A parent contacted me to say her 10 year old daughter eats only about 10 things, consisting mostly of sugar, dairy and snacks. She is not very willing to try new things, except smoothies they make together (even one with kale which she liked but not as much as one without).
Mom has tried new things but her daughter refuses to even taste them. It’s become a sort of power struggle. She asked me if I thought this could be an eating disorder.
If a child is regularly eating it is highly unlikely that she is suffering from an eating disorder. Eating disorders typically involve little or no eating or the opposite - bingeing and purging. If you look at what this child mainly eats, it is all sugar based. Sugar is an extremely addictive food and if it constitutes the majority of someone’s diet, they will have a preference for more of the same.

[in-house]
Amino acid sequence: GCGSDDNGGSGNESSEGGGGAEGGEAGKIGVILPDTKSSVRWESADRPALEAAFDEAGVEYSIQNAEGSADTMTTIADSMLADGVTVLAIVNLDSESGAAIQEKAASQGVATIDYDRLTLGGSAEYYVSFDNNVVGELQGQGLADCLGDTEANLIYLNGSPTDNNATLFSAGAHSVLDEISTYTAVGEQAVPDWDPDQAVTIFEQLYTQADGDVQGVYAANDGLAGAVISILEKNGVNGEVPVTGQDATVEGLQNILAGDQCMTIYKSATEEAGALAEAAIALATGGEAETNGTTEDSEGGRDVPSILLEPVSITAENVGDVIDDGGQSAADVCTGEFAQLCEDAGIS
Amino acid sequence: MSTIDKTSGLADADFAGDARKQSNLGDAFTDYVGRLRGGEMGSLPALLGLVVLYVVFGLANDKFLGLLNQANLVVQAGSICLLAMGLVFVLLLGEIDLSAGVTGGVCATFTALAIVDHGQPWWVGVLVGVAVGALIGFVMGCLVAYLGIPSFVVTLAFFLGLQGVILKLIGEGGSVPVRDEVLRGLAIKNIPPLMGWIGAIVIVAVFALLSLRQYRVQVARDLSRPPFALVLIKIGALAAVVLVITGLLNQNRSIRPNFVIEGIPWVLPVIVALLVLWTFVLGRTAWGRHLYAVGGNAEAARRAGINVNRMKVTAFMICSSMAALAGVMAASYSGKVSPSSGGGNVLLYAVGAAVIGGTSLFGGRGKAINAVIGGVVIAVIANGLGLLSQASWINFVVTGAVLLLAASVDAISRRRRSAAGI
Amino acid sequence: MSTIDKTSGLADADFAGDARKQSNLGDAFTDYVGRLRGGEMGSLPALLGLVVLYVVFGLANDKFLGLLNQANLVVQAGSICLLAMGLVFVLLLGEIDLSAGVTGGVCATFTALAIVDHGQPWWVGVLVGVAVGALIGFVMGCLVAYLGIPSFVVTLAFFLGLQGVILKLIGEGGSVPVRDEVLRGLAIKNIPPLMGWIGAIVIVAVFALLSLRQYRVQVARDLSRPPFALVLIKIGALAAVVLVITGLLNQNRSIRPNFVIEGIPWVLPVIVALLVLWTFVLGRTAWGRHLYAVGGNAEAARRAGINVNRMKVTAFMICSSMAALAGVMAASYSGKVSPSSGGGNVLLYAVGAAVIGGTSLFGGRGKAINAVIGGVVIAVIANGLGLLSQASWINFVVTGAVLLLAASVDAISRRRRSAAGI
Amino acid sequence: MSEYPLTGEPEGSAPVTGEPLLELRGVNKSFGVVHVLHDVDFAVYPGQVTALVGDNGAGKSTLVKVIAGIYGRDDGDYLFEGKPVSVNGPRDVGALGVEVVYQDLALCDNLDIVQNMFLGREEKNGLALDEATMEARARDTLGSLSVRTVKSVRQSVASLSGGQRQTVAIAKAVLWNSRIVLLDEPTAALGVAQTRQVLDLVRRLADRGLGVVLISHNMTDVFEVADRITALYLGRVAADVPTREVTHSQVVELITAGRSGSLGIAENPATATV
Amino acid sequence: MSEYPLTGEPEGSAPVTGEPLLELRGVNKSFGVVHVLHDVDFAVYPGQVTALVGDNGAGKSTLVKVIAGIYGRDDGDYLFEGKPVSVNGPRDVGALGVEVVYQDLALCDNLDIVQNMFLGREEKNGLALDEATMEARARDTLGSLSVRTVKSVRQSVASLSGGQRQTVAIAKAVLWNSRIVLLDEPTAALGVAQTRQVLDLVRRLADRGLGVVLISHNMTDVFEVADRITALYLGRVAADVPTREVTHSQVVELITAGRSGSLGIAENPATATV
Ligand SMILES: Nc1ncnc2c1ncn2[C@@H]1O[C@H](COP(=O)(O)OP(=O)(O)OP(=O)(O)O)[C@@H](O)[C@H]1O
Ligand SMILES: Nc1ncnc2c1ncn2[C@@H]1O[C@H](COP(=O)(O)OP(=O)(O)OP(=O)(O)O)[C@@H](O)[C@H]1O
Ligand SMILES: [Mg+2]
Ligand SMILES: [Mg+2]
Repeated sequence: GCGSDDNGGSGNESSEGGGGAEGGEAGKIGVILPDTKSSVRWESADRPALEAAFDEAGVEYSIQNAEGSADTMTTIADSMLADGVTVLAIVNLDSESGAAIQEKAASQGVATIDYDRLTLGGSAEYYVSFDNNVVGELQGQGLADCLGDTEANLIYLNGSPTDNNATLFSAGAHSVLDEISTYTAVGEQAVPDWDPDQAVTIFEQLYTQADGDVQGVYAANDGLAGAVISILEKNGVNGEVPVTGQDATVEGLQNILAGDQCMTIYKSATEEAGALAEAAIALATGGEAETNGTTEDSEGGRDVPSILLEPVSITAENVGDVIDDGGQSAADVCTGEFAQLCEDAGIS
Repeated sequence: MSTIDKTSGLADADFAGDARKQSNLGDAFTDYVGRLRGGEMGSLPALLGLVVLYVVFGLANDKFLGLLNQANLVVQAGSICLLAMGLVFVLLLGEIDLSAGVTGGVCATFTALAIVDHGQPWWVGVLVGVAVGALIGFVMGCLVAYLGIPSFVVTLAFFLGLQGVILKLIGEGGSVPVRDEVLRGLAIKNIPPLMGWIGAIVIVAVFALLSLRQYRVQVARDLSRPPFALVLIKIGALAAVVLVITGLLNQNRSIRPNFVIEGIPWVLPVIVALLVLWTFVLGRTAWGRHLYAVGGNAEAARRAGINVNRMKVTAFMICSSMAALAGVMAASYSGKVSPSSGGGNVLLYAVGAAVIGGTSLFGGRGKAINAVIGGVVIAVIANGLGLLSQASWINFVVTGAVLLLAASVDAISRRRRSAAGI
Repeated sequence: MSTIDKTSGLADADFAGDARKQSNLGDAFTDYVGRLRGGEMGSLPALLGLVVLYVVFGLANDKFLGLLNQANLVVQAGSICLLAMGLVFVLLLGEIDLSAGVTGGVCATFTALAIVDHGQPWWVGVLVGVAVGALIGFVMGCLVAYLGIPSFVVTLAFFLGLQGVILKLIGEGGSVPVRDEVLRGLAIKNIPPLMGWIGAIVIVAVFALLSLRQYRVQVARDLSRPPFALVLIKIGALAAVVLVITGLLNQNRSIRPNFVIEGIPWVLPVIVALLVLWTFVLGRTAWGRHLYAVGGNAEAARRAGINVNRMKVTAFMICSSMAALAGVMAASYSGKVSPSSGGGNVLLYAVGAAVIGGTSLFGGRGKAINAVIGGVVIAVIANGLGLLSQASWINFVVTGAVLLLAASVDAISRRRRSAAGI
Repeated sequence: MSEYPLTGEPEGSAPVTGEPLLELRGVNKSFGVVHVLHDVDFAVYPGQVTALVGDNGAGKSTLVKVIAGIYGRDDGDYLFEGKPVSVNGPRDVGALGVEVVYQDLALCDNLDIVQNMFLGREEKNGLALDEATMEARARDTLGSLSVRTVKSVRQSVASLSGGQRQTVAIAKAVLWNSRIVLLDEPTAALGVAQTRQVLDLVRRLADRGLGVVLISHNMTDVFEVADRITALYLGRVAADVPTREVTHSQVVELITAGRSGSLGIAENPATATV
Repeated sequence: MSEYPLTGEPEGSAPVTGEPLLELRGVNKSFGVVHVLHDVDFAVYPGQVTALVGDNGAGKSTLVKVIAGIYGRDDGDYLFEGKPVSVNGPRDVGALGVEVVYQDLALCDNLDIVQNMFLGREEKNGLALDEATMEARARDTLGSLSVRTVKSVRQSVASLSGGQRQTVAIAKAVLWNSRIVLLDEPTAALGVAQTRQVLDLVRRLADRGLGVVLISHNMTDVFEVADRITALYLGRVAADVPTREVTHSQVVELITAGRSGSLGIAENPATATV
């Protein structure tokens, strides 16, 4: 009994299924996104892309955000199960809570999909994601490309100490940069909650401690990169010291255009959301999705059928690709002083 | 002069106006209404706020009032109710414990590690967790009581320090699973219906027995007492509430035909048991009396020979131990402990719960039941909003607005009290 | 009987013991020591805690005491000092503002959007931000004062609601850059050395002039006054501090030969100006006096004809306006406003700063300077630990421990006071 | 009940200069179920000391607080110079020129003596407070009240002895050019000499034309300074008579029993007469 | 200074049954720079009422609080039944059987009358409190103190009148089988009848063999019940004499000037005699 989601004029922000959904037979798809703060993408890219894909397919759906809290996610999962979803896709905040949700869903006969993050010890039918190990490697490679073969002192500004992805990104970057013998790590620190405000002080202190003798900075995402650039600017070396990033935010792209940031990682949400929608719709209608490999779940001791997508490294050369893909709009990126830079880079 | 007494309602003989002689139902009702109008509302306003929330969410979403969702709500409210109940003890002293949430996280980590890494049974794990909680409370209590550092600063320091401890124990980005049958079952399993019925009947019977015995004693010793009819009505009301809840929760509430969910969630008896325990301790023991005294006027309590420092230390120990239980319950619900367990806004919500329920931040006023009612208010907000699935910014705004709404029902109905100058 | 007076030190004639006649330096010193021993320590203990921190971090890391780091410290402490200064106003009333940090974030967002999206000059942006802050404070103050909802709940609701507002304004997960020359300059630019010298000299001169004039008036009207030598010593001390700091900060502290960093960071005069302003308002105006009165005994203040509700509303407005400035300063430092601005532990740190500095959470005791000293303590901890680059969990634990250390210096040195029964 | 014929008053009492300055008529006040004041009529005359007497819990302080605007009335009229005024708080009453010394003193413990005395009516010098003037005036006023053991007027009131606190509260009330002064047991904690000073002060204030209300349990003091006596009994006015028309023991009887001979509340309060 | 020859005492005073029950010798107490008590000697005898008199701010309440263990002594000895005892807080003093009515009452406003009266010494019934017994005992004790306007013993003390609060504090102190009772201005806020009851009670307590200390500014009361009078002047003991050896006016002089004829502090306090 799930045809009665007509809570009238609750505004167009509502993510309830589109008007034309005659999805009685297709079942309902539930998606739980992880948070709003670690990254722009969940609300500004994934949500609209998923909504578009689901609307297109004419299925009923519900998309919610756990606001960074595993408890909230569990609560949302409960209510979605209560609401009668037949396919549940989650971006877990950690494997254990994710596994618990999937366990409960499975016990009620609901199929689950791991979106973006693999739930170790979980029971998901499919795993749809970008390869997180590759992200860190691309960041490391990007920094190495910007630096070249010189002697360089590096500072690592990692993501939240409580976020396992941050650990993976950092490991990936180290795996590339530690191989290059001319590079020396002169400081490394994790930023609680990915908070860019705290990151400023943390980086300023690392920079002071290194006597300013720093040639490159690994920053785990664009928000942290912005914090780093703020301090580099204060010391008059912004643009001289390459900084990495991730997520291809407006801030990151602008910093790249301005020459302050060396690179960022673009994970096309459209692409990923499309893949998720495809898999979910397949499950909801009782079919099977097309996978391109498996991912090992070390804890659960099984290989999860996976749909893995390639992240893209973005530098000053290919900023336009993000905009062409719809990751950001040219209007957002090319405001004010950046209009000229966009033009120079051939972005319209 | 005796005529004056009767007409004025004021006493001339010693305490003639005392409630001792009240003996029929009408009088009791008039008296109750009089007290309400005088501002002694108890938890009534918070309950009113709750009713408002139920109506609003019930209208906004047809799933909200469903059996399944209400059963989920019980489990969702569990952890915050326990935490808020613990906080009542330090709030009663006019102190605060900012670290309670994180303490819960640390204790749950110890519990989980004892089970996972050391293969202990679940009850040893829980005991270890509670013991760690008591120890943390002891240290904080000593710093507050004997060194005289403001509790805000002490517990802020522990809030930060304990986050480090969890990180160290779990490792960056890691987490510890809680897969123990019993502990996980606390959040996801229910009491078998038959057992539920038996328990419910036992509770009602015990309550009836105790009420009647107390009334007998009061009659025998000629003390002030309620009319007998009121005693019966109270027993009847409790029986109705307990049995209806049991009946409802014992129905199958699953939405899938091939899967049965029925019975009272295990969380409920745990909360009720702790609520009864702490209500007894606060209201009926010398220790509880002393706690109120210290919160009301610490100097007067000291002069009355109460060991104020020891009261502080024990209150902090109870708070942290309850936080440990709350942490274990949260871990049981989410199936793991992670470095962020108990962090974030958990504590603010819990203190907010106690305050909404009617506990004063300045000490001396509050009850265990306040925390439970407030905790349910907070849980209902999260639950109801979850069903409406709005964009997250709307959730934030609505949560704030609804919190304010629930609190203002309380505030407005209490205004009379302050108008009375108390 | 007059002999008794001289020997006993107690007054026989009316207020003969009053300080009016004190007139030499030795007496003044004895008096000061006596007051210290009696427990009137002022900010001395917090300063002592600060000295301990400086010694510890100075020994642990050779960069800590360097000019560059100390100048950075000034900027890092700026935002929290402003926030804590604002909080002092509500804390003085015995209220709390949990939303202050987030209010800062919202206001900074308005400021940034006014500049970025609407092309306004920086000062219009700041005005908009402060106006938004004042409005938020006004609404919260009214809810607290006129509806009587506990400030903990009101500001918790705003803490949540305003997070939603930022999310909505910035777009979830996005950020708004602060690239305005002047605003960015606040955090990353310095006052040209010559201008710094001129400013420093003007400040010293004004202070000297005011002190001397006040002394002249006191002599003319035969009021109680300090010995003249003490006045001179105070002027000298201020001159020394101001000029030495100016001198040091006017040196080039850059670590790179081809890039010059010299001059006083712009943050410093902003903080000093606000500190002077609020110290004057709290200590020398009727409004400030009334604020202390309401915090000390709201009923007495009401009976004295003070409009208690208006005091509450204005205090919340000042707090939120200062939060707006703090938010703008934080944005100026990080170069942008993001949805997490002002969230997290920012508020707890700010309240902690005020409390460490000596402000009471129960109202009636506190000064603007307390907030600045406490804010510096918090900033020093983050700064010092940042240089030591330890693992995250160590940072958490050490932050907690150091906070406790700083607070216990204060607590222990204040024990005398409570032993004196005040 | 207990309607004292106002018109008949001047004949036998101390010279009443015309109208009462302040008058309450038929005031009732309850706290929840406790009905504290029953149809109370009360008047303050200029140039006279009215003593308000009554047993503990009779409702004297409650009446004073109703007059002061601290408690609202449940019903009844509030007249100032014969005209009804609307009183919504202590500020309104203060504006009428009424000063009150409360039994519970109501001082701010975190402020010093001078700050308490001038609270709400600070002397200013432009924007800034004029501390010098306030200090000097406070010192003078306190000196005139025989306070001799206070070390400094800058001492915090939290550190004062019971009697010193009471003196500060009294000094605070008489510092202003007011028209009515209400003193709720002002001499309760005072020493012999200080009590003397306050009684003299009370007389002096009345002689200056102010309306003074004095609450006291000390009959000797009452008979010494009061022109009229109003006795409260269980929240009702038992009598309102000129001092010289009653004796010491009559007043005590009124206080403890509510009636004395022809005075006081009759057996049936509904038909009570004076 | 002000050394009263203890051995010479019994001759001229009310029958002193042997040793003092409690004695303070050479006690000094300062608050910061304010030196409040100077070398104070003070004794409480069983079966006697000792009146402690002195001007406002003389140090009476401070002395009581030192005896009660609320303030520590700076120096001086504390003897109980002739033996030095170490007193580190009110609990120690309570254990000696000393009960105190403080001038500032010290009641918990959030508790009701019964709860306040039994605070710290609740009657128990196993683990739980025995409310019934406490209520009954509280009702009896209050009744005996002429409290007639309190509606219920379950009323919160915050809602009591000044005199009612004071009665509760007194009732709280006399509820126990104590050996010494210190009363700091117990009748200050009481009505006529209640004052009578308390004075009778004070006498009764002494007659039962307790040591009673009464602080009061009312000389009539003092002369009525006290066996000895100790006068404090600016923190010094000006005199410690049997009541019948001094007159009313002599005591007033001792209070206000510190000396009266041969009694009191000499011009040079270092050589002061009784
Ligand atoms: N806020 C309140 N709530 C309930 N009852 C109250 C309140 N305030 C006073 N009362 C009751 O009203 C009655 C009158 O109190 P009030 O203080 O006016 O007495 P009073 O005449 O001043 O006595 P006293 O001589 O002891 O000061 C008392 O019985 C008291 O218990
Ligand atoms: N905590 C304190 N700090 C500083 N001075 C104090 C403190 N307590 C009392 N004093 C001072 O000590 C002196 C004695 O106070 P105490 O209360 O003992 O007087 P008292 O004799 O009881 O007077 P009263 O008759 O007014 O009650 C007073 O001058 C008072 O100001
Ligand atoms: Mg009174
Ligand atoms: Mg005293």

As a parent, you get to make the decisions about the foods you bring into the home. The palate is designed to experience sweet, salty, bitter, sour and pungent. Mixing the other flavors into the menu, along with setting limits on the frequency of sweets, will help a child broaden their horizons with foods.
We did some health coaching and I made some recommendations. Introducing more fresh fruit is a simple way to satisfy the need for sweet with a nutritious choice instead of a packaged snack food. Baking an apple or a pear will release the natural sugars in the fruit and satisfy that sweet craving. We also talked about planting a vegetable garden in the spring or visiting Farmer’ s Markets and local farms to help this child develop more interest in more foods and where they come from. a broader palate.
I’ve included some resources for you: a nutrition education program for kids presented by Yale University’s David Katz, MD, and the link for the National Eating Disorders Association for more information about their programs.